I enjoy anime, but usually am reluctant to say so. This isn't because of people who dislike anime - I'm very used to enjoying unusual things, and actually take a sort of perverse pride in finding something that most people don't like. No, my reluctance comes from my knowledge of how little I know about the genre, a neurotic kind of shame that when my tastes are lined up against those of the true anime connoisseur, they will be found lacking.
I guess you could call me a codependent anime fan. I have friends who are much more into anime than I am, and so I can use them as a kind of screening team... they watch all the mediocre shows for me so that I don't have to. After enough people enthusiastically recommend a particular series to me, I'll take the plunge, and I am invariably pleased with what I find. This means that I have an inflated view of the quality of anime, since I only watch the best. It also means that I have a limited view, and will never be the first person to watch something. (*)
Whenever I meet a new anime fan, and admit to being the same, one of the perks is catching up with their favorite genre shows. Justin is a fan of shoujo anime, so a lot of the shows I saw from him have very bright colors, upbeat songs, and silly, humorous plots. Kate's tastes run more towards adventure, so through her I got to learn more about the darker, more violent animes. And so on.
All that to say, I've now gotten to watch a whole new series, and wow, is it ever good. Levon has been infecting the office with a passion for Death Note, an extremely new series that ran this year. (I'm used to at least a five-year gap before watching a good anime series.) Death Note is a far cry from the first anime I watched, but it is fully enjoyable.
So what is Death Note? Before getting into spoilers, I'd describe it as a psychological horror series. There is very little gore and virtually no fighting, but there is a deep and sinister sense of violence that permeates almost every minute of the show. It contains elements of other genres, including fantasy, mystery, and even school comedies and romance, but all of these are steadily consumed into the bleak yet compelling force that drives the action.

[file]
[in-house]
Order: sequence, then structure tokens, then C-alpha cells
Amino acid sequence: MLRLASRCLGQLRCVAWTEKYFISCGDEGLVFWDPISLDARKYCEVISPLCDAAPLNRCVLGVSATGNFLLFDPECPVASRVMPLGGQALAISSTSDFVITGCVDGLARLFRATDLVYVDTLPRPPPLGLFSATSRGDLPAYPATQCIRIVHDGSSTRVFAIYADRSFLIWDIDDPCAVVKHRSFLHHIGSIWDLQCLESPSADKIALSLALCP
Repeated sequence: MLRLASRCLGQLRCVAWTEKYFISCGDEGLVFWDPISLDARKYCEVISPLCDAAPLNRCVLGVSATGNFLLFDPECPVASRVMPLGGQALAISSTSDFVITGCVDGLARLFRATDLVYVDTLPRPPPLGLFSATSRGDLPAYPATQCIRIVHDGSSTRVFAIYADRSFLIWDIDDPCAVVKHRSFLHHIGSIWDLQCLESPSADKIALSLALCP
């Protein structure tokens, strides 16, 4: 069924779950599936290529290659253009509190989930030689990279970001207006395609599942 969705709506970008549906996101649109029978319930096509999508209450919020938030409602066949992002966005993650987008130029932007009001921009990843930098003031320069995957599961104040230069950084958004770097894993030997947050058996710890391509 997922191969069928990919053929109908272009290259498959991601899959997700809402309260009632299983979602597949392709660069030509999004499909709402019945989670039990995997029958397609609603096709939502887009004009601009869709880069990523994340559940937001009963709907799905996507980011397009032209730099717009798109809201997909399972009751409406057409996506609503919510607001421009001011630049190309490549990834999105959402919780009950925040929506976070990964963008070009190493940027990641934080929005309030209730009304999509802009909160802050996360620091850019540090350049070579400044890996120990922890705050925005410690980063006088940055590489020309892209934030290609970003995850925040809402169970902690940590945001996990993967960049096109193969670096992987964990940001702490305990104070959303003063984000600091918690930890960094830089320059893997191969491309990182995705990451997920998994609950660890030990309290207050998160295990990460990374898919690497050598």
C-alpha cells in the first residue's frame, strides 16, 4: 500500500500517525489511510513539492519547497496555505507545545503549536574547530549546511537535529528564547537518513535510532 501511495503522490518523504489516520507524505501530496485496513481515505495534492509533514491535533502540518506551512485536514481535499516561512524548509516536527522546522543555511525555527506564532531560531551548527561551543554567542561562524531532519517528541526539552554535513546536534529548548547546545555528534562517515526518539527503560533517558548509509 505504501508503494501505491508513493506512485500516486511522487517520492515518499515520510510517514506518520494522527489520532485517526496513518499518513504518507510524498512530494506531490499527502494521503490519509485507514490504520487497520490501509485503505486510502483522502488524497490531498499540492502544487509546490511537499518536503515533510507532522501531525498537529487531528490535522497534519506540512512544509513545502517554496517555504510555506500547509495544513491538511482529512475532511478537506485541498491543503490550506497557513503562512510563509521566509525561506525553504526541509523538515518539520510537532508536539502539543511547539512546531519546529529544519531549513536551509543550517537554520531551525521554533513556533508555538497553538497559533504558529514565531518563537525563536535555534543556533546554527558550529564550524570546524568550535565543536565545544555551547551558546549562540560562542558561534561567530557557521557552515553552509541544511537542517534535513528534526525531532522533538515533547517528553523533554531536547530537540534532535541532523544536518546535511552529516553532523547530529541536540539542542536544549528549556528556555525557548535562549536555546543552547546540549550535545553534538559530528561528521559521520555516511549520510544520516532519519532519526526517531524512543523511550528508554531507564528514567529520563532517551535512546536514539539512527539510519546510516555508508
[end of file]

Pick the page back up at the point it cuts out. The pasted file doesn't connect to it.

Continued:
Who will like this? Any anime fan who isn't turned off by violence will probably enjoy it. People who enjoy smart horror movies (think more "Silence of the Lambs" than slasher) will also appreciate it... the series does adhere to some standard anime tropes, but fewer than most such shows, so it should be watchable even by those who usually don't enjoy anime. (Some of the remaining tropes are done so well that I think it'll make watching other shows more difficult... for example, the "put one character in a static frame for several seconds while they prepare to take an action" tendency is here, but I never once found myself thinking, "Come ON, just do it already!")
What's so good about it? It is an incredibly intelligent series, tightly plotted and dense with story, but it does not have the Lain-esque tendency to make you feel dumb. It is also a beautifully designed show. Most of it looks hand-drawn, with a fine attention to detail and gorgeous backgrounds; the cityscape in particular is very compelling. There are a few computer-animated sequences, most notably vehicle shots, and these are very cool - there's a neat effect where a car will blur and stretch as it speeds up, sort of like the Enterprise before it enters warp speed. More than anything, though, it is a surprising show. Hopefully I am not giving much away by just saying that, but I received the same information before I started, and I was still unprepared for the twists the story took. The show inverts archetypes and storytelling conventions, making everything that happens feel fresh and new.
There is also a real moral ambiguity that runs through the show. This is far more common in Japanese fiction than American, but even for that, this show is unusually unclear about its message. You can sit back and enjoy the show, but the more you think about the action taking place and its implications, the more disturbing it can become. The effect is not unlike what I often feel watching the new Battlestar Galactica. As I've mentioned before, that show puts me in the uncomfortable position of making me feel sympathetic towards a fascist point of view in a fictional world that is opposite of the liberal perspective I take in real life.
Okay, that was all pretty spoiler-free, right? Now for the meat. The next section should be safe to read if you're a few episodes in and don't mind hearing about characters and events you haven't encountered yet, though I'll try to be vague about those. The mega spoiler section should only be read after you've finished the series. Got it? Okay, now let's start the